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Visual Perception: Principles of Gestalt Theory

Visual Perception: Principles of Gestalt Theory

In 1910s Max Wertheimer had a moment of epiphany while looking at railway signal lights. This resulted with the development of Gestalt theory and forming principles of visual perception. It presumes that before an individual recognizes an object itself, they perceive it as a part of a group (whole).

Key ideas that lay in base of Gestalt:


The whole is other than the sum of its parts

Emergence is a process of forming a finished complex object with simple lines. When trying to identify an object, we begin with the silhouette. Our minds compare it to object we’re already familiar with to find a match. Afterwards, the identification process moves further to distinguishing parts of the object.

Remember: people identify elements by their primary forms. Simple and easy-to-comprehend objects will be picked up much faster than a complex and multi-figured objects.



This aspect of perception occurs when a perceived object contains more explicit special information that sensory stimuli is based on. Because we try to find a reference to something known, this matching is not always correct.

Reification means that we do not have to give visitors a finished image. Some parts can be left out, but there should be enough visual information given to easily understand what is meant.



Multistability is a tendency of ambiguous perceptual experiences to pop back and forth between two or more alternative interpretations.

Take a look at example given below:

You can either spot two faces turned side-on or a vase, but not both at the same time. Instead you can quickly switch from one image to another.

When designing you may get a feeling you want to experiment and change the perception of some images. That’s okay as long as you find a way to make these alternative images comprehensible.



Invariance lies in the character of our visual perception. It allows recognizing objects regardless of their rotation, transition, or scale. Since quite often we observe objects from different angles, humans have developed the ability to recognize objects with changed parameters.

Try to imagine being able to recognize someone only by looking straight at their face, but when same person turns side-on – they become unrecognizable.

We have covered the base of Gestalt theory, now it’s time to principles.

Let’s begin with 1.Similarity


Similarity is a fundamental Gestalt principle. People give preference to simple, understandable and orderly things. Instinctively we mark them as “safe” and “not-challenging”, as they require less time and efforts be understood.

Coming into contact with complex forms, we try to reorganize them using simple components, or a simple whole.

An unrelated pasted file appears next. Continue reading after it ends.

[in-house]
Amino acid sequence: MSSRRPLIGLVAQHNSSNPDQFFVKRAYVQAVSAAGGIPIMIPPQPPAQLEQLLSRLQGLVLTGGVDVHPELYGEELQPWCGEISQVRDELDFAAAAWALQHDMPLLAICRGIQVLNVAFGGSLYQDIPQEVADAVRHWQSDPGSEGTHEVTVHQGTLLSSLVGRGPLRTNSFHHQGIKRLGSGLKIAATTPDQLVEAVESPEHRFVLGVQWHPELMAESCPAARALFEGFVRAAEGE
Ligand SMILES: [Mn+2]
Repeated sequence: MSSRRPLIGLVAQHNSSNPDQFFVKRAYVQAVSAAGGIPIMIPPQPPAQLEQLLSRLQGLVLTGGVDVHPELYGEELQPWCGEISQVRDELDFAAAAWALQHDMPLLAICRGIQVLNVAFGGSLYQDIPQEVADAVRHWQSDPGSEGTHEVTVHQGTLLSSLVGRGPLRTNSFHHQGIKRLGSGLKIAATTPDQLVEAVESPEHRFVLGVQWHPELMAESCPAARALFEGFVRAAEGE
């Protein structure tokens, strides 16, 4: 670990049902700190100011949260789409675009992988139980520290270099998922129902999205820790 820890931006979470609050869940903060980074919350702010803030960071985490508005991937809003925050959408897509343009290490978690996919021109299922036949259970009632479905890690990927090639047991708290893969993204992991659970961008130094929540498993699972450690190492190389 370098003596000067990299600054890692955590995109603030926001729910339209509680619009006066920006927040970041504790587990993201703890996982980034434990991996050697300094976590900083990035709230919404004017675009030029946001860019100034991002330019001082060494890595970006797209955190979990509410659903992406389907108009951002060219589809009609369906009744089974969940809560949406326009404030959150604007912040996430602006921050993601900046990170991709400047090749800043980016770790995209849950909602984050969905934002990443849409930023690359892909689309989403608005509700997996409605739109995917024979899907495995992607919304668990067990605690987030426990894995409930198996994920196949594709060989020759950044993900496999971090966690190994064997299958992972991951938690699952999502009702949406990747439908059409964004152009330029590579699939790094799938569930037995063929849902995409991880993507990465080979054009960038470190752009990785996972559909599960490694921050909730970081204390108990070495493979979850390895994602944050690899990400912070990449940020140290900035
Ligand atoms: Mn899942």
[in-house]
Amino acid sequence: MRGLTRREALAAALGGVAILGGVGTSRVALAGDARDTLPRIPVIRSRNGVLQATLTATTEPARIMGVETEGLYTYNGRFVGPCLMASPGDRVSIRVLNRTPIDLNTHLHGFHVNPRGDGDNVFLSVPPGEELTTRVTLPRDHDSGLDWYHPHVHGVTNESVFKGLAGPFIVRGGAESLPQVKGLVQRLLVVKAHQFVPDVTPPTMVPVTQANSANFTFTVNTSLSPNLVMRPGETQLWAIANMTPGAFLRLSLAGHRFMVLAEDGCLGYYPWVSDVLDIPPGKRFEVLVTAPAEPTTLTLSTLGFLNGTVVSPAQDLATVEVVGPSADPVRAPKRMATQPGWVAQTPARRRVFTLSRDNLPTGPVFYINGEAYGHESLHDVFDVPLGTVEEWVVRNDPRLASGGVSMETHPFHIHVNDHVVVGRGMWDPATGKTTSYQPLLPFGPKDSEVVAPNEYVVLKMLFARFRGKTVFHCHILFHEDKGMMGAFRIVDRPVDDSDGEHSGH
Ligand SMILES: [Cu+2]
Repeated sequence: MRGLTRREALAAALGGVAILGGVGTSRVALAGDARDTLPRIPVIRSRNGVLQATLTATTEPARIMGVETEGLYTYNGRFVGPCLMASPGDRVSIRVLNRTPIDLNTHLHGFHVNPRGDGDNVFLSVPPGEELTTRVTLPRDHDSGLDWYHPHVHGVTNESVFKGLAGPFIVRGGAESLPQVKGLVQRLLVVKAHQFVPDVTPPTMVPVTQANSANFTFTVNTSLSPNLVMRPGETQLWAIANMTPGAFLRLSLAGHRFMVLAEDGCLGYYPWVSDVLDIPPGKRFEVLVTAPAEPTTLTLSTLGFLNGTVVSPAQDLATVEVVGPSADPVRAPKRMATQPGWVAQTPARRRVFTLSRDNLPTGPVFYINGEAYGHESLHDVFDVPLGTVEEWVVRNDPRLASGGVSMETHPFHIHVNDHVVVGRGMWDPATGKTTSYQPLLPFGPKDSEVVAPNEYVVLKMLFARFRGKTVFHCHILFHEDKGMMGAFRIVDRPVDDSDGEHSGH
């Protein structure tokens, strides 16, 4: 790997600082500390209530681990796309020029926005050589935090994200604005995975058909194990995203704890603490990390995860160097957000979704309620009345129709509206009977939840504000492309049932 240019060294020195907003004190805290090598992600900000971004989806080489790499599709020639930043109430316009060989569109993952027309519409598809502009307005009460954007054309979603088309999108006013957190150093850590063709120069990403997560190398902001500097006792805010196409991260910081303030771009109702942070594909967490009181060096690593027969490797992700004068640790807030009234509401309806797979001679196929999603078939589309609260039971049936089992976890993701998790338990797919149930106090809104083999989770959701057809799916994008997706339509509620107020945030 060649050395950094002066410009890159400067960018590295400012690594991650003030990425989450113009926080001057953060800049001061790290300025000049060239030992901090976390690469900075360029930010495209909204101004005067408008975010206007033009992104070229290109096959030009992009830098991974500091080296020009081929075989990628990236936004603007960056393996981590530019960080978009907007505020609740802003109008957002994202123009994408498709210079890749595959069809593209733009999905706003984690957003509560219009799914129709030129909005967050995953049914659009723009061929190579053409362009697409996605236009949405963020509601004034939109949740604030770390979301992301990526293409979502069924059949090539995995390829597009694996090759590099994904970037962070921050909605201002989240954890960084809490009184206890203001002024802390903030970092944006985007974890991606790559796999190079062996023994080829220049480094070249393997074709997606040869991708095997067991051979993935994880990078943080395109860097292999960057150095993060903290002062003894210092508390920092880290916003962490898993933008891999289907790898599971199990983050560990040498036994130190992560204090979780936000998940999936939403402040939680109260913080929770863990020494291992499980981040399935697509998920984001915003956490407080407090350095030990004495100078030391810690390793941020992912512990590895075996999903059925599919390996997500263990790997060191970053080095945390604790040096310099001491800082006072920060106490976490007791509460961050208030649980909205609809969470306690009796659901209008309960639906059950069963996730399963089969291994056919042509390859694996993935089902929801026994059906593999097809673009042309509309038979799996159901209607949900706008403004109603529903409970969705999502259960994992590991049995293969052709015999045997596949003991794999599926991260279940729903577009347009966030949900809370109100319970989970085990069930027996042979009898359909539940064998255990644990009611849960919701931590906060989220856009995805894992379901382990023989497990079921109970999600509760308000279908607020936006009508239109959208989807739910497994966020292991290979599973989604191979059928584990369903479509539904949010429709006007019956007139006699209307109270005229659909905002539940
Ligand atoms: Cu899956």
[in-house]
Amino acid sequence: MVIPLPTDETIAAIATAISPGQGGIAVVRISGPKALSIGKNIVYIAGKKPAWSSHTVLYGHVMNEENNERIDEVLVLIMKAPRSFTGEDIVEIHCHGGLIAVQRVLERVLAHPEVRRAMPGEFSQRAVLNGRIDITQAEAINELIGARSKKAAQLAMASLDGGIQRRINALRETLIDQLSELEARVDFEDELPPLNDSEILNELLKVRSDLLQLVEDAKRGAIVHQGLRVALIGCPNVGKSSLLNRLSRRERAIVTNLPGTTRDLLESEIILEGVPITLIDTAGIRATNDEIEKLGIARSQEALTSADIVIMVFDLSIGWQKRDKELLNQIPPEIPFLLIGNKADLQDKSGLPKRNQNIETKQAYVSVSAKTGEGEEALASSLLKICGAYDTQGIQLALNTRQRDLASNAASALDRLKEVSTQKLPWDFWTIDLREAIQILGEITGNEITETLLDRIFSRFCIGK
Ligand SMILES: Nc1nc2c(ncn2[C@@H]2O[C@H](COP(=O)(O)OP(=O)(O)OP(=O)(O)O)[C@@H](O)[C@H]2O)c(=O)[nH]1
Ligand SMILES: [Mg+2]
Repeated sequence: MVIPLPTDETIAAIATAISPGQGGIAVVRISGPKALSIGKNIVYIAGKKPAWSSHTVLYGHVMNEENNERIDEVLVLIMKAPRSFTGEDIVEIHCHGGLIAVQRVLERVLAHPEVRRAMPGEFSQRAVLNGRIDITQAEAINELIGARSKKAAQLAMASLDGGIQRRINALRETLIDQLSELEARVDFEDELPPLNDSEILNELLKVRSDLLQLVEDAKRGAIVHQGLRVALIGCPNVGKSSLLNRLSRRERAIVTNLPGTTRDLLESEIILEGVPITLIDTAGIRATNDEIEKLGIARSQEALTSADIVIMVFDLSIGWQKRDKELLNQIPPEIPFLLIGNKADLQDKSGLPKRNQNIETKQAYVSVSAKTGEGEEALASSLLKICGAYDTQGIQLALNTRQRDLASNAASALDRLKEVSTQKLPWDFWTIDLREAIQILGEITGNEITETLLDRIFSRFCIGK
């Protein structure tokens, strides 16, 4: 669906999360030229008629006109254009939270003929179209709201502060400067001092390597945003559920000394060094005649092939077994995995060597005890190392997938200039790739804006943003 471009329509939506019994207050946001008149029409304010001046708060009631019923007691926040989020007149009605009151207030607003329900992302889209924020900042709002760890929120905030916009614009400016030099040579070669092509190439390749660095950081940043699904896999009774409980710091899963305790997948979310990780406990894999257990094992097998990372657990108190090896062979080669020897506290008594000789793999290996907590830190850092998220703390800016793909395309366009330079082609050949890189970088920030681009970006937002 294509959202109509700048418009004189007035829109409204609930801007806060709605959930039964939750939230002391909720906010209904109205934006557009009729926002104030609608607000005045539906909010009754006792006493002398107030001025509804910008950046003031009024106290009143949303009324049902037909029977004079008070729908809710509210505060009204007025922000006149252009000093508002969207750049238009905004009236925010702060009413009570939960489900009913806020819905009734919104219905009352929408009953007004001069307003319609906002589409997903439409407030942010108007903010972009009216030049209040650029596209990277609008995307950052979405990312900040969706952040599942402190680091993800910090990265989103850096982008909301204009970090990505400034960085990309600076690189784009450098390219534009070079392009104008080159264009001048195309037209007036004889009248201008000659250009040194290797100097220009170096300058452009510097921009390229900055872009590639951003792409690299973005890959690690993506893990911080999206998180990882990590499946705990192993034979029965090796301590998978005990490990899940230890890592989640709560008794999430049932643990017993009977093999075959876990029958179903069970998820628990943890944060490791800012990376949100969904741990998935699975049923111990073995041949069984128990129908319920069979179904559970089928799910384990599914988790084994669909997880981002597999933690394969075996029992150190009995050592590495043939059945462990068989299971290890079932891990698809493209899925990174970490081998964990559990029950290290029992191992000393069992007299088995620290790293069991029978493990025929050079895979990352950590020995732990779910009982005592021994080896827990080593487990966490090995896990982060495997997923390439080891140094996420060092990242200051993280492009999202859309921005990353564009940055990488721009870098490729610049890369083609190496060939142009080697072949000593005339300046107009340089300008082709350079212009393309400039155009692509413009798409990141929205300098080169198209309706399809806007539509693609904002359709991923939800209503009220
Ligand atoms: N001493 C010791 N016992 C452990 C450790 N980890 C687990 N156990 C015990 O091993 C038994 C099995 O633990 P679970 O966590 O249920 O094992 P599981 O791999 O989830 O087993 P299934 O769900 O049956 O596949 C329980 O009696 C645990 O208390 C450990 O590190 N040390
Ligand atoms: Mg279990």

2. Closure


Closure connects simple parts to create a whole. Like glue that sticks elements together, our eyes just add lacking information to create a cohesive object.

Make sure your design provides enough information to a potential visitor.

3. Symmetry


Individuals perceive visual things like pictures, shapes, and letters as a whole, even if they are incomplete.  Symmetry gives the feeling of order that we look for.

This drives us to look for balance in compositions, though it doesn’t have to be symmetrical to have balance.

4. Figure/Ground

This principle covers the relationships between positive elements and negative space. Our eyes isolate whole figures from their backgrounds in order to understand them.

5. Uniform Connectedness

Lines between elements on the picture below make us think they are somehow connected.

Uniform Connectedness

6. Common Regions

Another way to demonstrate connection between elements is by separating them. Every element in the separated region will be perceived as a part of a whole.


7. Proximity

It states that when a person perceives various objects, they are seen as a group.


8. Continuity 


If there is any intersection between elements, we perceive them as two single uninterrupted lines.

9. Common Fate

Regardless of how far apart elements are placed or how different they appear to be, if they are seen moving together they will be perceived as related objects.

10. Past Experience


Probably, the most controversial principle, because it’s difficult to predict how a certain image will be perceived by different people. Seeing everyone has their own unique experience.

However, there are some common experiences that we all share. Take a look at the given image. I am assuming you thought of a traffic light, where the red color represent “stop” and green represents – go. That is how it works.

Summing up:

It’s important to understands Gestalt principles, as they are base of all visual design. They describe how people perceive visual information. All of the above mentioned principles are easy to understand just by reading an explanation and looking at supporting image.

If something is not clear, please, tell us in a comment section below and we will try to clear it up!

Posted on October 4, 2016

Category: Graphic design

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